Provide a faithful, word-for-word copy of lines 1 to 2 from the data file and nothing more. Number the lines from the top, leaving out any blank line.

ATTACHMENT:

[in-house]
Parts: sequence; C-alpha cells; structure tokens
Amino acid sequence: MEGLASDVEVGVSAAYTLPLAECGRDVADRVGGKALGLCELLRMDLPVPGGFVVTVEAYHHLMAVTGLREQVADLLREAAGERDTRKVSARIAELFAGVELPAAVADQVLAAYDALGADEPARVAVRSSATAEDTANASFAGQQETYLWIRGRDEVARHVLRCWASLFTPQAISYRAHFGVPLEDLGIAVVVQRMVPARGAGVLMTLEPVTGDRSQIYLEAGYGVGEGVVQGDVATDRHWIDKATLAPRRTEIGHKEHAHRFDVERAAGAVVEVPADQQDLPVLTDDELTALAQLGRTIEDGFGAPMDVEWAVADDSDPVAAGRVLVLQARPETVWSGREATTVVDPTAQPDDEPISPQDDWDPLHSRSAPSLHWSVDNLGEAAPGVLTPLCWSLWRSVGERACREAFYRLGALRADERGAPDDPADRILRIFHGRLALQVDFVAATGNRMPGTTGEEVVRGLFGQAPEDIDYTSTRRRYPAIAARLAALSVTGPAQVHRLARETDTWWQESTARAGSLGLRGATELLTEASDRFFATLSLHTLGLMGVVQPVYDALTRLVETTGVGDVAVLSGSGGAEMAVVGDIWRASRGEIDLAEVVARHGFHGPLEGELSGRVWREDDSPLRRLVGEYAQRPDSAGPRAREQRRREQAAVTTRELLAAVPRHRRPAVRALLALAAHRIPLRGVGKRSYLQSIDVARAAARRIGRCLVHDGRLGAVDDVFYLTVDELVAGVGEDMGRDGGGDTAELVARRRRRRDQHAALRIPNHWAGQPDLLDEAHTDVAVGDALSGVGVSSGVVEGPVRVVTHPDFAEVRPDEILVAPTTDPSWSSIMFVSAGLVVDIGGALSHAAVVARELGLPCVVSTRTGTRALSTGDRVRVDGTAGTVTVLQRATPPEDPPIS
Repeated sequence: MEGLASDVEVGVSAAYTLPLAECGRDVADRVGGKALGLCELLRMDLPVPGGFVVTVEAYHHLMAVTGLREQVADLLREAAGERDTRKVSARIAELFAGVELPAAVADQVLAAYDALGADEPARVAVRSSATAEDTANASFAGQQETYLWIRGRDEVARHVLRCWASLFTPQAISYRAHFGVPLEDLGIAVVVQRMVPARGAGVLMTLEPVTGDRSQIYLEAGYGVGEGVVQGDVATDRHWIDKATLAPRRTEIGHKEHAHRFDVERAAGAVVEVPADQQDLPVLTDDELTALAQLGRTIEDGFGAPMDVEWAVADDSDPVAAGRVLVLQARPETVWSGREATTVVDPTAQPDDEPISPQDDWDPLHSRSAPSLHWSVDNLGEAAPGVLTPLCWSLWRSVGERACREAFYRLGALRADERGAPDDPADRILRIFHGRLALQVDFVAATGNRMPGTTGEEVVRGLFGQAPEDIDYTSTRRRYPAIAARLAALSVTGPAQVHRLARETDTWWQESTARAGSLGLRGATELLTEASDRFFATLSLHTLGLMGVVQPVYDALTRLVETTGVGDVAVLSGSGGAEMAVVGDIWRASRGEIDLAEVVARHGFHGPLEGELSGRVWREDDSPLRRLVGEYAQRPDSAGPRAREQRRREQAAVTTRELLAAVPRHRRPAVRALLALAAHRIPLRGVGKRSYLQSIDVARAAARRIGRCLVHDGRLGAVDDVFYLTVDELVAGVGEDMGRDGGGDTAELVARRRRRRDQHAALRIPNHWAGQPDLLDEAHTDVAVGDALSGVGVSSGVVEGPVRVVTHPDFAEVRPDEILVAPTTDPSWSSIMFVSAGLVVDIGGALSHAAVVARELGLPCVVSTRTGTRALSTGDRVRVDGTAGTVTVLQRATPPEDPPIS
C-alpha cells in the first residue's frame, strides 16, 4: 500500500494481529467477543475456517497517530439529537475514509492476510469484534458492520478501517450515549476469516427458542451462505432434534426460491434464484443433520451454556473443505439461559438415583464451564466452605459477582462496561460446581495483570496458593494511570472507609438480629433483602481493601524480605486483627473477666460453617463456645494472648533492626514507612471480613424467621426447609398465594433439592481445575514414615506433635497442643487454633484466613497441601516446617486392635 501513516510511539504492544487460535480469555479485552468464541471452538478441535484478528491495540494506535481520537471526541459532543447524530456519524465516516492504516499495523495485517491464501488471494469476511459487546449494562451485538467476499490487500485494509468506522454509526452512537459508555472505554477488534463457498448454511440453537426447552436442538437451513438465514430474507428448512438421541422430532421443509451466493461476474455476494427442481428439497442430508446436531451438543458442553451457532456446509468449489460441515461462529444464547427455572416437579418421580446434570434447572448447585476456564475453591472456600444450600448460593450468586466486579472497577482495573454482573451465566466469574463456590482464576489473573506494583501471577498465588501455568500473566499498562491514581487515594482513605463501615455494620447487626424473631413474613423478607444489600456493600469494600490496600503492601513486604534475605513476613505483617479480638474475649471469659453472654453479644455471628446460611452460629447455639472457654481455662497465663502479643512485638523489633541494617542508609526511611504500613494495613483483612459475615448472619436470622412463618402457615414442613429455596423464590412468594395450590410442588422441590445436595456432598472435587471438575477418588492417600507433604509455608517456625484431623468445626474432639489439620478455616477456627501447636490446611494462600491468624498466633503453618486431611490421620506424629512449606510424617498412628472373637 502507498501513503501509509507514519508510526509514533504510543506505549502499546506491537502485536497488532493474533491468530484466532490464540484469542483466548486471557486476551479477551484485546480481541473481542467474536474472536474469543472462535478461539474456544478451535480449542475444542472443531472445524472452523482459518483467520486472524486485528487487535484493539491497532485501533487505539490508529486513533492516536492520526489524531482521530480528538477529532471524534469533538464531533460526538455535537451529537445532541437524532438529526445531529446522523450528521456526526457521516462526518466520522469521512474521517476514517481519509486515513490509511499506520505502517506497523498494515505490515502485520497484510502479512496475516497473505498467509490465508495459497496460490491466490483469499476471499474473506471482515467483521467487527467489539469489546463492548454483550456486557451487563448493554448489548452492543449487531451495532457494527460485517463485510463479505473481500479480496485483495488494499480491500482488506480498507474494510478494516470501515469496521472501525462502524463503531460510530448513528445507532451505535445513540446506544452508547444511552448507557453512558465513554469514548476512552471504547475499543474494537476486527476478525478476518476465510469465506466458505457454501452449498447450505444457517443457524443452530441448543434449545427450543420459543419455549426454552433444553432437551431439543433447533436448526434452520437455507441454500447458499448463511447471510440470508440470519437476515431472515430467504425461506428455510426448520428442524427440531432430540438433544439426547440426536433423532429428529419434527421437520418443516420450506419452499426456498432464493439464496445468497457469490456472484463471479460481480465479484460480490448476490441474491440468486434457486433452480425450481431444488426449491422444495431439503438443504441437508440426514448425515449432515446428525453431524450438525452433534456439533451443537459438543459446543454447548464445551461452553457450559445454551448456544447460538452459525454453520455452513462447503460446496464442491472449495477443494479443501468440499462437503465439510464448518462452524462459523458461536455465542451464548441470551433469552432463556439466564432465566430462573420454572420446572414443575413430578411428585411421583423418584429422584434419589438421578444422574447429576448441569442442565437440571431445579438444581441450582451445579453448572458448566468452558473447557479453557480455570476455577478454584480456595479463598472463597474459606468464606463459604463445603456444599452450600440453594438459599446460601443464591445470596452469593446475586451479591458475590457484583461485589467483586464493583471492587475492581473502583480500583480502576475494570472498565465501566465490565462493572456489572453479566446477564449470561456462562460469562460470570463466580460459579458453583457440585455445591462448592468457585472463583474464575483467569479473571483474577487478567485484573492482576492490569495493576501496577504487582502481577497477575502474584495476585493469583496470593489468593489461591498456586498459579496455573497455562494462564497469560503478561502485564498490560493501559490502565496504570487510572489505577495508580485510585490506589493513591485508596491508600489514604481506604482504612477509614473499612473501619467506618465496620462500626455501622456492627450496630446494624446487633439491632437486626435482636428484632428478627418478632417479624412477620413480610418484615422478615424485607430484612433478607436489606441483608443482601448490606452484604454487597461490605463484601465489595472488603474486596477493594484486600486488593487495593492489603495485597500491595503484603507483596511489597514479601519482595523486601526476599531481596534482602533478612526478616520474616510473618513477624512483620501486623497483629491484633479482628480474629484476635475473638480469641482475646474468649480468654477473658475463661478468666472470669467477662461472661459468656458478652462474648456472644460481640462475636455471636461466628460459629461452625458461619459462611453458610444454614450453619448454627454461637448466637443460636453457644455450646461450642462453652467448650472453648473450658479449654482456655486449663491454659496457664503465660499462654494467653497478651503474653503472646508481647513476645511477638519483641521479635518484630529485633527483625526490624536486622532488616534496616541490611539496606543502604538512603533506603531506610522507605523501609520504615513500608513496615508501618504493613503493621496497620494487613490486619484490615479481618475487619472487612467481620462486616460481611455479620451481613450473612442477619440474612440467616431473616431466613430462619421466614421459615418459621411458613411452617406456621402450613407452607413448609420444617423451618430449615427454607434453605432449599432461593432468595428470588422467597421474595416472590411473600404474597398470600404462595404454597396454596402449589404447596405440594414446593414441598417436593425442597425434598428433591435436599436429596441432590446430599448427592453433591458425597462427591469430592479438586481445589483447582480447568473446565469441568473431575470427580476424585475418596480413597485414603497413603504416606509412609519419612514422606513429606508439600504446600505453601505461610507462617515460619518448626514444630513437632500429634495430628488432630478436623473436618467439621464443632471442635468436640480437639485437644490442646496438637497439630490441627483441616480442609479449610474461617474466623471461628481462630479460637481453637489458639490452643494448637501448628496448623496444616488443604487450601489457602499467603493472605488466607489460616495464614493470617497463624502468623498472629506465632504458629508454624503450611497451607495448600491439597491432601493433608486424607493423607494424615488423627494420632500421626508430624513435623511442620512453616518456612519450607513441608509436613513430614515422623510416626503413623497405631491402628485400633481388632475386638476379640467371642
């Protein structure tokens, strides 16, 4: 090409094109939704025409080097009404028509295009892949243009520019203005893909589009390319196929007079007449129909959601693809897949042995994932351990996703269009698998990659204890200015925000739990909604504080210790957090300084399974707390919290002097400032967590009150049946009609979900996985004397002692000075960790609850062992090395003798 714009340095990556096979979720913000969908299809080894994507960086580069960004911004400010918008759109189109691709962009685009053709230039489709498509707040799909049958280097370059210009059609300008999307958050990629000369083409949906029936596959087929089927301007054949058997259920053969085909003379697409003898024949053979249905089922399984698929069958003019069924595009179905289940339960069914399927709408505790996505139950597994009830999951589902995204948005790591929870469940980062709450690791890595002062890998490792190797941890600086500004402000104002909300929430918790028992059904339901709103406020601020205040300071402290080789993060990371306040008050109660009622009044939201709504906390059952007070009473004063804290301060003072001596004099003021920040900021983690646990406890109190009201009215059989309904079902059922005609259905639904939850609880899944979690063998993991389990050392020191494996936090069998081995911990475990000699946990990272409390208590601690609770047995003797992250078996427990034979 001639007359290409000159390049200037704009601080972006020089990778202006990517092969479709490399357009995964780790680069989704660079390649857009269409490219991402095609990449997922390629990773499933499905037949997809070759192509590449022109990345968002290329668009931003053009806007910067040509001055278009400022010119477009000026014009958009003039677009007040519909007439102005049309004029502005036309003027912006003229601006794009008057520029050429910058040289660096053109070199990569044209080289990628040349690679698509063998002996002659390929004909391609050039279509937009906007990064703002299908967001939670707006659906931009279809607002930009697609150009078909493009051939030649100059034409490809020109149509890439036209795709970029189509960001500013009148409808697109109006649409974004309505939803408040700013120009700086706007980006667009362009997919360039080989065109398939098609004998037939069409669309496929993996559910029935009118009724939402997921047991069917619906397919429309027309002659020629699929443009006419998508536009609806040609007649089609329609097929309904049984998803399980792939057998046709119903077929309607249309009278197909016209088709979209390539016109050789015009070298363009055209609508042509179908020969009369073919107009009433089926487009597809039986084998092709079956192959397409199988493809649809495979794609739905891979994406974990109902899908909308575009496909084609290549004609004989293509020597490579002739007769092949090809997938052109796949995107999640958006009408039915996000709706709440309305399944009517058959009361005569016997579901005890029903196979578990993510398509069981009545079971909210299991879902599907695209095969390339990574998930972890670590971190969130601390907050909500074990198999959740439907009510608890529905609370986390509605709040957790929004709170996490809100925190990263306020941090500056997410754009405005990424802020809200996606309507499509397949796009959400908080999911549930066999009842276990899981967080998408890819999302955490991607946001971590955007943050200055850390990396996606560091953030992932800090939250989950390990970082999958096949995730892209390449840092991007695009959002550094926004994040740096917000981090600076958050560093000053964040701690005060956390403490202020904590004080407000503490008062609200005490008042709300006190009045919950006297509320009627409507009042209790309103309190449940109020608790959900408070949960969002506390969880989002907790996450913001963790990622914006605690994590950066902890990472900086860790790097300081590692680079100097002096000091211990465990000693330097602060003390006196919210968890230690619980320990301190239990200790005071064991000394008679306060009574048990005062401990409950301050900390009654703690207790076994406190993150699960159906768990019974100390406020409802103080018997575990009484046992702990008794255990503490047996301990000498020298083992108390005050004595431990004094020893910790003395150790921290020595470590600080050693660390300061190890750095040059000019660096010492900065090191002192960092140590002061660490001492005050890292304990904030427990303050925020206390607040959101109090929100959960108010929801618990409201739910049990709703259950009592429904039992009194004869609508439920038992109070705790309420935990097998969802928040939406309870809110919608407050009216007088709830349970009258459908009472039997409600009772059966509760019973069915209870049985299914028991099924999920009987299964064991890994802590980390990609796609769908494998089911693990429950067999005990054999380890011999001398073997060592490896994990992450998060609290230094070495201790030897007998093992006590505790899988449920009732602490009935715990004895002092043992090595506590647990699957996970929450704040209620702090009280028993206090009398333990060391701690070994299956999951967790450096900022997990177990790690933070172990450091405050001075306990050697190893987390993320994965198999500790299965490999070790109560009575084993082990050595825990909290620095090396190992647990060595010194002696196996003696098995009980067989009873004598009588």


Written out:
[in-house]
Parts: sequence; C-alpha cells; structure tokens